Why do cats expose their soft belly and then attack you for petting them? Well, firstly you can’t presume that when a cat presents her belly to you that she wants it petted.
Presenting the belly is a sign that your cat is relaxed and confident in your presence. It is not necessarily an invitation to pet it but more an invitation to play. I realise that it is a very tempting sight; the gorgeous, warm, furry and soft belly of a domestic cat.
The temptation is hard to resist and we see the body language as a request to rub the belly. Perhaps we use human body language to interpret feline body language which may mislead us.
When you do pet her belly it can tend to trigger what I’d call ‘the play response’ as the cat regards your petting of his belly as playing. The play response from the cat includes biting and grabbing because for cats play means fighting. It’s a substitute for hunting.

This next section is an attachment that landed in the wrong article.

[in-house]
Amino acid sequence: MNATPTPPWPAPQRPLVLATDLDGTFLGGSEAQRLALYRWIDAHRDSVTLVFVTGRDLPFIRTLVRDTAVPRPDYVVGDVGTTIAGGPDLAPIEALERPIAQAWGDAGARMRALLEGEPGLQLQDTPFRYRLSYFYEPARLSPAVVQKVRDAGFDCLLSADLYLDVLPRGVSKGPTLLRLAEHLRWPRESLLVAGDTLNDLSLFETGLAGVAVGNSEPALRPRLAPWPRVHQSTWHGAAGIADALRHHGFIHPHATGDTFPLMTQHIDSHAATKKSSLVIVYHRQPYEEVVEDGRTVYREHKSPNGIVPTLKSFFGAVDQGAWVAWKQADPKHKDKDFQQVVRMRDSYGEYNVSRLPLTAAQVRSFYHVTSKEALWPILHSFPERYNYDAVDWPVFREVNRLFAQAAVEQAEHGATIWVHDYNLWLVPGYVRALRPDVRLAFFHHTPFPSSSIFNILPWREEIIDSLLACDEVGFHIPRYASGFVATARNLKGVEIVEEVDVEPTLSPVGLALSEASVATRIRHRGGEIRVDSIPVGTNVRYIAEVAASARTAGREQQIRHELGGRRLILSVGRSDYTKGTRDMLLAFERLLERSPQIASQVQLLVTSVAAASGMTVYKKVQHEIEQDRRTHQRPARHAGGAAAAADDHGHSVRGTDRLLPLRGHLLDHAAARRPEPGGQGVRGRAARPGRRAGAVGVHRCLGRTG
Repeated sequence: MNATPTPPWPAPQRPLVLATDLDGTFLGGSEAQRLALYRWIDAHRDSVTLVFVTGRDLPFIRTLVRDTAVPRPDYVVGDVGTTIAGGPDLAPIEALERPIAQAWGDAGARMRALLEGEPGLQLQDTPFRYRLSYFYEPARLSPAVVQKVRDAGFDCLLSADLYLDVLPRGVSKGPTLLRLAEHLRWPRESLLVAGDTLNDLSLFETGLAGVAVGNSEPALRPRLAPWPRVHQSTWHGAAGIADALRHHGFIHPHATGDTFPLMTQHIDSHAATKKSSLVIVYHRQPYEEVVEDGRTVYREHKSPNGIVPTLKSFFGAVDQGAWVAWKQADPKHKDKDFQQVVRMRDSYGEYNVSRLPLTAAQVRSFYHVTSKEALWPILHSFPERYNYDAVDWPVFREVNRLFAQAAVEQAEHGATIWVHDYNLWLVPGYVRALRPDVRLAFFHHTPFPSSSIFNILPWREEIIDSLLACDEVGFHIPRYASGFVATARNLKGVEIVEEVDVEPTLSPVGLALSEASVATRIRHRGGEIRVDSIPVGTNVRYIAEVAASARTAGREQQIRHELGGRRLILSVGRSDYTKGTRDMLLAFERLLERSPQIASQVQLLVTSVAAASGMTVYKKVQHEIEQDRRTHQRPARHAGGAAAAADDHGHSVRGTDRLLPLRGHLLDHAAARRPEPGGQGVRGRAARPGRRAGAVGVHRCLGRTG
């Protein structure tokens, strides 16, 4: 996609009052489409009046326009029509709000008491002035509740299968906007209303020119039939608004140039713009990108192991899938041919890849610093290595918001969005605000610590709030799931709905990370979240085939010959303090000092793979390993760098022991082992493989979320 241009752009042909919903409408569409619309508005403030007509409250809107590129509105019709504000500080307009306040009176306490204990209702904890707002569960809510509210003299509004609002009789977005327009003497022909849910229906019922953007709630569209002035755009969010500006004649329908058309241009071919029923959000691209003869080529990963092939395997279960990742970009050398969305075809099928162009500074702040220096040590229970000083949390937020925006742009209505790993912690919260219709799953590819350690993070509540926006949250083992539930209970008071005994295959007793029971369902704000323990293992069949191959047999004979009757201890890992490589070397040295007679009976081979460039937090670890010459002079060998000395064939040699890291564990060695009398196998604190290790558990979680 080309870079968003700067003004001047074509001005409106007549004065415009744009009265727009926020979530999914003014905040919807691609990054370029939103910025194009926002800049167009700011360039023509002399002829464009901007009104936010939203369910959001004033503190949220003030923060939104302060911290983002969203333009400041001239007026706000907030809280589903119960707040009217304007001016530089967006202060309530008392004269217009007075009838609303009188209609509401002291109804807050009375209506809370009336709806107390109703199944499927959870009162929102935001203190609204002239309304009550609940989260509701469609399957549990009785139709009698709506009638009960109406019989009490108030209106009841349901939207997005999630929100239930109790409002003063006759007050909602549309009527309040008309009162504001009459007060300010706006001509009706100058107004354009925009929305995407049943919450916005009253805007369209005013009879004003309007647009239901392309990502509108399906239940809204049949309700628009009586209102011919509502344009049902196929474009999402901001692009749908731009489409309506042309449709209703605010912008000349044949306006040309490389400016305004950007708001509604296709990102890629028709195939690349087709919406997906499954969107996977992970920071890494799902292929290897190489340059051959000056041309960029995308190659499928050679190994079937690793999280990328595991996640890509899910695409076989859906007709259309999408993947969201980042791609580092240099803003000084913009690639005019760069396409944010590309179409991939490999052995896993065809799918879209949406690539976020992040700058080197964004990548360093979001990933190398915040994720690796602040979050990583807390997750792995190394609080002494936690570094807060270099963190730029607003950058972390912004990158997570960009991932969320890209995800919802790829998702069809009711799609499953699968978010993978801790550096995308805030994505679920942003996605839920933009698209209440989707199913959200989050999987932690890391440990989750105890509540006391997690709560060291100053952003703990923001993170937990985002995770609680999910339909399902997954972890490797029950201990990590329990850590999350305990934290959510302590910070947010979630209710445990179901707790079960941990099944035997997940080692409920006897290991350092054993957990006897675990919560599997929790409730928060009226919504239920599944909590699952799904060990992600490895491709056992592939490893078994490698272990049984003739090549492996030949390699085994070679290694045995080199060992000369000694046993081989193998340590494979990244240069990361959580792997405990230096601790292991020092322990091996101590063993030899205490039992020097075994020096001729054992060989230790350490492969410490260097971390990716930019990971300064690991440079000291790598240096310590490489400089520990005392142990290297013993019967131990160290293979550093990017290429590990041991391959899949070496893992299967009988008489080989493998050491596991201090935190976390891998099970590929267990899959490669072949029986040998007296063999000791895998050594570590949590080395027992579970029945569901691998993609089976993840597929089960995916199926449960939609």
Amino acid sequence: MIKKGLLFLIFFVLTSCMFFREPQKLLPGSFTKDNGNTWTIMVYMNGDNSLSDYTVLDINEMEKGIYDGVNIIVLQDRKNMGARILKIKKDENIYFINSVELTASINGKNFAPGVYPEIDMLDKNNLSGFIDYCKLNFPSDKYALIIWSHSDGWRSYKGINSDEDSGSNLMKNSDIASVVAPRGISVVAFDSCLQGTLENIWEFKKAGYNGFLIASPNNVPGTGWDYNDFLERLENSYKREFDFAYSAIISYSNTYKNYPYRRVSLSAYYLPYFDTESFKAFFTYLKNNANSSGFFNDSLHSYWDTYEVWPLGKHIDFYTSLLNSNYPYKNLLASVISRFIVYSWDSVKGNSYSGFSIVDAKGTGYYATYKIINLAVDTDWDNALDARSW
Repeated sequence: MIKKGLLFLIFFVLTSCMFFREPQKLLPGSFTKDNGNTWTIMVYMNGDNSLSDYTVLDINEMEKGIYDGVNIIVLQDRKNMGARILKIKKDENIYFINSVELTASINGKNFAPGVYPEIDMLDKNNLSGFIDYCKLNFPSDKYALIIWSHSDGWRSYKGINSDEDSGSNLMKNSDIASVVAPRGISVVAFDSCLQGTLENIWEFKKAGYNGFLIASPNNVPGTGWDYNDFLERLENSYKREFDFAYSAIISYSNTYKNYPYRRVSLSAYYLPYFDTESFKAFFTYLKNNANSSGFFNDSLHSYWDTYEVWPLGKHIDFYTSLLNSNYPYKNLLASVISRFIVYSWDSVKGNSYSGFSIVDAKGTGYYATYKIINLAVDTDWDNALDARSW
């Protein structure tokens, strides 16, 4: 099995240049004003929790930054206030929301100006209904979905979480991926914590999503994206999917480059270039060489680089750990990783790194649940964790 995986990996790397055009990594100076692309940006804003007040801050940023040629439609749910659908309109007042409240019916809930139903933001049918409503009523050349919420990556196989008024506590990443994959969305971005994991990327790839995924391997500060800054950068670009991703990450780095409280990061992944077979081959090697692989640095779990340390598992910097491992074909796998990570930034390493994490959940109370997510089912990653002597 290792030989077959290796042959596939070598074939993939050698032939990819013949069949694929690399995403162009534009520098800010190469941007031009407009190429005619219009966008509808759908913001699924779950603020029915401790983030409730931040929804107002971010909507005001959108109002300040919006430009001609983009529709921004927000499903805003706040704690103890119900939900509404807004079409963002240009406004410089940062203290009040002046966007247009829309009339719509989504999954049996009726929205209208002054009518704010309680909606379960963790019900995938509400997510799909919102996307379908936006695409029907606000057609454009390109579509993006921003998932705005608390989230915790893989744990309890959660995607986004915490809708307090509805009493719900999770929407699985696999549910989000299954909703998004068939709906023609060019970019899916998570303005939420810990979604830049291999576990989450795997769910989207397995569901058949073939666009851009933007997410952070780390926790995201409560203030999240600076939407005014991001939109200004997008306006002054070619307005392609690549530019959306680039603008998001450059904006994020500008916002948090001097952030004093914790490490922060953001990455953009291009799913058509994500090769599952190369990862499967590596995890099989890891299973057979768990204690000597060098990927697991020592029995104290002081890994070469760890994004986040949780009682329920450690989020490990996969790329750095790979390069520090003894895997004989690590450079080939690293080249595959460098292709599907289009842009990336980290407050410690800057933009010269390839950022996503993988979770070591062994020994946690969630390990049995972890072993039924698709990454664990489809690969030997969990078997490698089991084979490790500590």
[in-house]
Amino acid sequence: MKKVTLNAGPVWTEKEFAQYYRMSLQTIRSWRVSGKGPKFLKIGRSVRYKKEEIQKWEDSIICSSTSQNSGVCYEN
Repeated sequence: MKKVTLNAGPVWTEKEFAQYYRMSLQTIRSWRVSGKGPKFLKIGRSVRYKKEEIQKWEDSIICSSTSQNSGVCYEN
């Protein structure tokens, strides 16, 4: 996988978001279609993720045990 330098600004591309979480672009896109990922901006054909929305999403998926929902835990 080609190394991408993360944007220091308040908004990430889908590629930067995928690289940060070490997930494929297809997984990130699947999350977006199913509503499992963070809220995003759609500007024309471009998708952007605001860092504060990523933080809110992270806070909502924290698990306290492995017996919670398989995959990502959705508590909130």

This results in your hand being grabbed by your cat’s paws with claws sometimes out so it hurts a bit followed by a friendly nibble which for the cat is relatively gentle and playful but for you it’s not: it hurts.
Then when you try and free yourself your cat grabs harder and that hurts too because she wants to keep playing and pulling your hand away is part of the game – it’s prey escaping.
What to do?
The answer is to pet your cat’s belly very gently indeed and only if you’re convinced that she will not engage in play as a response. A lot of domestic cats, no matter how friendly and bonded with their owner might not react in a way that you consider desirable. After time your cat might learn that you don’t want the play response.
The response that you want is for your cat to demonstrate to you that she likes being petted on the belly; to purr and feel content. What you don’t really want is to play with your cat using your hand! That can lead to scratches.